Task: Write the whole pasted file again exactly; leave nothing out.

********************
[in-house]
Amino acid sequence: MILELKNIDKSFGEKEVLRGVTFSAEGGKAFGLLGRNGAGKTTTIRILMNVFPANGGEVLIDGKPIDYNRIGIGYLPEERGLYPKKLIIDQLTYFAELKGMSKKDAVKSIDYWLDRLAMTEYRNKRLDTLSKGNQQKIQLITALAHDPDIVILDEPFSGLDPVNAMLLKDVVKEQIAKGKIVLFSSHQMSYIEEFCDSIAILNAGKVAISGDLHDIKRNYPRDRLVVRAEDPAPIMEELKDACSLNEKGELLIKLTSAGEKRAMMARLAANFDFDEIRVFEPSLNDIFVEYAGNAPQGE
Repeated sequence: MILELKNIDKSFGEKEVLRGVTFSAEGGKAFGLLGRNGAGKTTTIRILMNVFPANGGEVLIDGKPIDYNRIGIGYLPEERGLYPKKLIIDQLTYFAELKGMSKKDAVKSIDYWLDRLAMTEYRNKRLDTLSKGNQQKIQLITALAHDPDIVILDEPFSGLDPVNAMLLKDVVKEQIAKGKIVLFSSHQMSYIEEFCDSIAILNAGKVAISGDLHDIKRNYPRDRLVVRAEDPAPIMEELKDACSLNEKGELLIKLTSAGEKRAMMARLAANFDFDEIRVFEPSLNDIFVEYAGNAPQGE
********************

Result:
[in-house]
Amino acid sequence: MILELKNIDKSFGEKEVLRGVTFSAEGGKAFGLLGRNGAGKTTTIRILMNVFPANGGEVLIDGKPIDYNRIGIGYLPEERGLYPKKLIIDQLTYFAELKGMSKKDAVKSIDYWLDRLAMTEYRNKRLDTLSKGNQQKIQLITALAHDPDIVILDEPFSGLDPVNAMLLKDVVKEQIAKGKIVLFSSHQMSYIEEFCDSIAILNAGKVAISGDLHDIKRNYPRDRLVVRAEDPAPIMEELKDACSLNEKGELLIKLTSAGEKRAMMARLAANFDFDEIRVFEPSLNDIFVEYAGNAPQGE
Repeated sequence: MILELKNIDKSFGEKEVLRGVTFSAEGGKAFGLLGRNGAGKTTTIRILMNVFPANGGEVLIDGKPIDYNRIGIGYLPEERGLYPKKLIIDQLTYFAELKGMSKKDAVKSIDYWLDRLAMTEYRNKRLDTLSKGNQQKIQLITALAHDPDIVILDEPFSGLDPVNAMLLKDVVKEQIAKGKIVLFSSHQMSYIEEFCDSIAILNAGKVAISGDLHDIKRNYPRDRLVVRAEDPAPIMEELKDACSLNEKGELLIKLTSAGEKRAMMARLAANFDFDEIRVFEPSLNDIFVEYAGNAPQGE